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The goal of Cityscape is to bring high-quality original research on housing and community development issues to scholars, government officials, and practitioners. Cityscape is open to all relevant disciplines, including architecture, consumer research, demography, economics, engineering, ethnography, finance, geography, law, planning, political science, public policy, regional science, sociology, statistics, and urban studies.

Cityscape is published three times a year by the Office of Policy Development and Research (PD&R) of the U.S. Department of Housing and Urban Development.


 
  • American Housing Survey
  • Volume 14 Number 1
  • Managing Editor: Mark D. Shroder
  • Associate Editor: Michelle P. Matuga
 

Guest Editor's Introduction

Shawn Bucholtz, U.S. Department of Housing and Urban Development


The opinions expressed in this article are those of the author and do not necessarily reflect the opinions of the U.S. Department of Housing and Urban Development or the U.S. government at large.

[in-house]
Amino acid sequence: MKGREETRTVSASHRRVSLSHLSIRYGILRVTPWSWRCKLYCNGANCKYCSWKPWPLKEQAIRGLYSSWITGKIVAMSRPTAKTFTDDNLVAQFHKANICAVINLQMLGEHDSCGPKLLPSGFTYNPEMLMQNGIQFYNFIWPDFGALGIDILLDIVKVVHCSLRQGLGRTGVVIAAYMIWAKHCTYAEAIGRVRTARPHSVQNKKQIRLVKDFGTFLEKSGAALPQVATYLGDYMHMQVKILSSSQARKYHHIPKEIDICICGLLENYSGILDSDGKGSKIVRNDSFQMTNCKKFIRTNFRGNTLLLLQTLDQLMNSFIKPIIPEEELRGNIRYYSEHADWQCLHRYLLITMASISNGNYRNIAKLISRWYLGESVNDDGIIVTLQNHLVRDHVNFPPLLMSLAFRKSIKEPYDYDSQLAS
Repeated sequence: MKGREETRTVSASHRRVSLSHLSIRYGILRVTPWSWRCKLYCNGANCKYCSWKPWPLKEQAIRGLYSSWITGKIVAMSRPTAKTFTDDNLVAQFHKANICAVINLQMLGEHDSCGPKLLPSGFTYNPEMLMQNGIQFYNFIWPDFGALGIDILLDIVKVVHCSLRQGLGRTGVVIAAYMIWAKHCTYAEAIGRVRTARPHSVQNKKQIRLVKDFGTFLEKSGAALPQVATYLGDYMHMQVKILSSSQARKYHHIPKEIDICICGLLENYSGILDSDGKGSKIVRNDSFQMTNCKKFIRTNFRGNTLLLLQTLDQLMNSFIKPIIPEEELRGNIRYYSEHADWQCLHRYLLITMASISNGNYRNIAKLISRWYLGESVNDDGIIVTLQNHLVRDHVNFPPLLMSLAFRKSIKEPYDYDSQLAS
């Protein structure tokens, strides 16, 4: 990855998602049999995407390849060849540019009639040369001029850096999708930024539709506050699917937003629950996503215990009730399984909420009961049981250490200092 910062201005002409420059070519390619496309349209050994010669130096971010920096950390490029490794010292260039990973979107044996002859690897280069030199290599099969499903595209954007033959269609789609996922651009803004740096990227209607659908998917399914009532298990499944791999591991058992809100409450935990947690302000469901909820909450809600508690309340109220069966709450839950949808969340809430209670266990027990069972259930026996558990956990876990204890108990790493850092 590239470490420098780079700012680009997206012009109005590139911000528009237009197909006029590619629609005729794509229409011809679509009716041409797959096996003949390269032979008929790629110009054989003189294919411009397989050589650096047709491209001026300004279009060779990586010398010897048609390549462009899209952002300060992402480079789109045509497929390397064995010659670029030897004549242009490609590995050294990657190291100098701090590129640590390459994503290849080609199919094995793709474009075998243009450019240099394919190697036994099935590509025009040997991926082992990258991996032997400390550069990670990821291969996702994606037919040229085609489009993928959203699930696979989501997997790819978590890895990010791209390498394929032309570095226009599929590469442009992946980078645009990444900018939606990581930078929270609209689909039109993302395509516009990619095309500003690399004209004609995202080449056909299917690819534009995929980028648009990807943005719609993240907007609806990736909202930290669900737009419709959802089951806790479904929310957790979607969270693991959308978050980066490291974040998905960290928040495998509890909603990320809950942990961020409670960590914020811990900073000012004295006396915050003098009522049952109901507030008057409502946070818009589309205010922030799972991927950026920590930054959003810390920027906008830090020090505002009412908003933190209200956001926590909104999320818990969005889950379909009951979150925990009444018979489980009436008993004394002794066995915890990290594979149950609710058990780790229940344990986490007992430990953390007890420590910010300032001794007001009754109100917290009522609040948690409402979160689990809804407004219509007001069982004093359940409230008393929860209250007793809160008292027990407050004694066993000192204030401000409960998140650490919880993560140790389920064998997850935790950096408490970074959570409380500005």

The American Housing Survey (AHS) is the largest regular national housing sample survey in the United States. The AHS began in 1973 and has used the same longitudinal sample of housing units since 1985. The AHS instrument asks numerous questions concerning housing-related topics, including housing unit size and condition, household characteristics, neighborhood amenities, housing costs, rents and mortgages, and reasons for moving. Information from the AHS is important for monitoring the overall housing market, the housing stock, and the performance of U.S. Department of Housing and Urban Development (HUD) housing programs. Most AHS users create single-survey, cross-section estimates. A smaller number of users make use of the longitudinal structure of the AHS.


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Note: Guidance documents, except when based on statutory or regulatory authority or law, do not have the force and effect of law and are not meant to bind the public in any way. Guidance documents are intended only to provide clarity to the public regarding existing requirements under the law or agency policies.